Scientists at Mirus Bio Corporation have developed a genetic immunization technique for making high-quality antibodies. This proprietary process is described in the February issue of the journal BioTechniques.
It involves a method of intravenously injecting DNA into animals, whose immune systems respond by producing antibodies that can be harvested for subsequent use.
Conventional methods of generating antibodies require the slow process of identifying, isolating, and purifying the protein which serves as the target antigen.
The resulting protein is then injected into animals to elicit an antibody response, after which the antibodies are harvested and used for their intended purpose.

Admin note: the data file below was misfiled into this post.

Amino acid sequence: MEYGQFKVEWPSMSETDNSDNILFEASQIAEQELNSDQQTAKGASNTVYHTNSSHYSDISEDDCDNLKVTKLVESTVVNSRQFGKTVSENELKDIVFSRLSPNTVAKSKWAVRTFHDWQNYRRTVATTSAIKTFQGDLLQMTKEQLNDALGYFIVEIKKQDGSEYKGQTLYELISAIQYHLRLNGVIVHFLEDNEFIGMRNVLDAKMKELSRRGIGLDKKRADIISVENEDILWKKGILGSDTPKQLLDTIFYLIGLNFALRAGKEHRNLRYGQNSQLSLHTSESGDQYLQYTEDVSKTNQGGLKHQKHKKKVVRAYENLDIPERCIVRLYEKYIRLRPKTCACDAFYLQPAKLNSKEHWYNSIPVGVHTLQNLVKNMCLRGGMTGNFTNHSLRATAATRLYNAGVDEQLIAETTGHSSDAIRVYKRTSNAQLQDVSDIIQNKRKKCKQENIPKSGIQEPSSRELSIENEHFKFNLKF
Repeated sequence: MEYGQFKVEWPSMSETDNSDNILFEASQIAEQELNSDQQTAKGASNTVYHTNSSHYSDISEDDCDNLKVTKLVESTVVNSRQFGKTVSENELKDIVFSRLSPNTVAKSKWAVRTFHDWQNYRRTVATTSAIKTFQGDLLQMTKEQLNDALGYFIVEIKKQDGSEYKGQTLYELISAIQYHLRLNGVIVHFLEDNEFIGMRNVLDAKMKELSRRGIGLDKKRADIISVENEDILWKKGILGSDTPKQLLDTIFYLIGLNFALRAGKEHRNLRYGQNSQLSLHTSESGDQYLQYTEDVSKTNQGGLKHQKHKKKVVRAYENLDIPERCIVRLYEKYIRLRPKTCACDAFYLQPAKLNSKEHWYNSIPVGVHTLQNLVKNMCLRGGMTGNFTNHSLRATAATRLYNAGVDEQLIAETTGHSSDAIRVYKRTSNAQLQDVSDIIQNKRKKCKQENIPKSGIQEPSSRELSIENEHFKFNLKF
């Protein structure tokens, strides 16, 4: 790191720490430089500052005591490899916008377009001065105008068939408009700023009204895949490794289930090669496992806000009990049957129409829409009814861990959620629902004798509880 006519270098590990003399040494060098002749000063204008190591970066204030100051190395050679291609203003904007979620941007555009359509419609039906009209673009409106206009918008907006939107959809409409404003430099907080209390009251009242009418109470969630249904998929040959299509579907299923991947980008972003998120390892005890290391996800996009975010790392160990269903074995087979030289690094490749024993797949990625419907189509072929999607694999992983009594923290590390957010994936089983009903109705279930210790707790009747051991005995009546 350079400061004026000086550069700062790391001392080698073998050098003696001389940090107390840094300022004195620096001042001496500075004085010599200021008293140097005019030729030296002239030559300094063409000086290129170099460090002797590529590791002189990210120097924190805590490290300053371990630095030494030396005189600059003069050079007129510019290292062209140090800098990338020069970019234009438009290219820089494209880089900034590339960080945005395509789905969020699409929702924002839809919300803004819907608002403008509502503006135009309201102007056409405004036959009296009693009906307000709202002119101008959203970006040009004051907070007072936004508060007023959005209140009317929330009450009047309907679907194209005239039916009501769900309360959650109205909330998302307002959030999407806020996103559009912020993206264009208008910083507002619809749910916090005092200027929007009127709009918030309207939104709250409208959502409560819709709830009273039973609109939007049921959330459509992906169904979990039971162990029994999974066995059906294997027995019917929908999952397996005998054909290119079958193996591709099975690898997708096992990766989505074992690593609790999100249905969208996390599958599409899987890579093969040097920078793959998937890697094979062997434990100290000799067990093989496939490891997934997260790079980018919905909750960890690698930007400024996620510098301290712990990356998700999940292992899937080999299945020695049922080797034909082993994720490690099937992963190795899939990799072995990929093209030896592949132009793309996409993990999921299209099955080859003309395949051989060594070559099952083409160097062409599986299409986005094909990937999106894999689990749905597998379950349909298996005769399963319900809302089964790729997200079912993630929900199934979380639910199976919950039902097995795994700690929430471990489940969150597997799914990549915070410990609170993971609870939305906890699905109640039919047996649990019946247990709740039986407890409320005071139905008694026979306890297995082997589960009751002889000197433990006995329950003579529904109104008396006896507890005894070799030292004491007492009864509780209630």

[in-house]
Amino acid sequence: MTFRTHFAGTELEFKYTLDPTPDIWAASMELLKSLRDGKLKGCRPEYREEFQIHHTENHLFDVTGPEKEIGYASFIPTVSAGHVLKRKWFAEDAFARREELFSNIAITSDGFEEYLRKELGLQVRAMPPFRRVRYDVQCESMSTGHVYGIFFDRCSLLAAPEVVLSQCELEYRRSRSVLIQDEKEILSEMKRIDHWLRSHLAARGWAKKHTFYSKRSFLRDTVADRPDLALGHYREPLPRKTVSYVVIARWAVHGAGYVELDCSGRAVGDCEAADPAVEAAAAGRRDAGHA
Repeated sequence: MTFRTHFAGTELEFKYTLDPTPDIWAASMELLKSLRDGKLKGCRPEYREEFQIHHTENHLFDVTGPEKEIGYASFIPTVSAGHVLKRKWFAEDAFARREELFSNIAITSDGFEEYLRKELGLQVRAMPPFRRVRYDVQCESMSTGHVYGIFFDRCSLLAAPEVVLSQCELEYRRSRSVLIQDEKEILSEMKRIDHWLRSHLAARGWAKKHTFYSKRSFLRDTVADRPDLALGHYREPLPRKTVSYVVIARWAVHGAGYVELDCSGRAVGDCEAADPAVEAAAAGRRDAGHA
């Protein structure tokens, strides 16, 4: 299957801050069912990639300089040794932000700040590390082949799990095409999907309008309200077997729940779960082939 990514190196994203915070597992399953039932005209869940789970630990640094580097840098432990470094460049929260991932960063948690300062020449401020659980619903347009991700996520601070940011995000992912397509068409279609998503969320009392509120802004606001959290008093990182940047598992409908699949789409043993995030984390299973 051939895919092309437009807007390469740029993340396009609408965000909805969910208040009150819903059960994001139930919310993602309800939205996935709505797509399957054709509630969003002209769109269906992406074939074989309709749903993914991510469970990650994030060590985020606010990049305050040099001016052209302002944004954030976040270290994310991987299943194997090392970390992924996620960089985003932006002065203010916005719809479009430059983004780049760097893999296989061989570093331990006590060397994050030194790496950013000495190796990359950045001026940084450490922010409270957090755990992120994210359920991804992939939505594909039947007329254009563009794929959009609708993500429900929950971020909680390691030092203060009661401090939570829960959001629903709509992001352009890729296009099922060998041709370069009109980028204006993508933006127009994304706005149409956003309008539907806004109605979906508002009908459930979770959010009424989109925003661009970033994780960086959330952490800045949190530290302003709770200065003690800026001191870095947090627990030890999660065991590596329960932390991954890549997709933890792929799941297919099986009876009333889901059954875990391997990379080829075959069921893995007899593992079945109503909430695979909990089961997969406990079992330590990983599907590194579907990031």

However, due to the processes employed, such purified proteins may not be identical to the natural antigenic protein, and therefore may not be as potent at eliciting an immune response.
The technique developed at Mirus Bio is designed to bypass these hurdles and enables research animals to naturally produce antigenic proteins that elicit a potent antibody response.
"This represents yet another breakthrough application of our nucleic acid delivery portfolio," notes Jon A. Wolff, M.D., Mirus Bio's Chief Scientific Officer.
This research tool is available for licensing for those who wish to use it within the biotechnology and pharmaceutical industry, either for internal research or as part of a commercial antibody production service.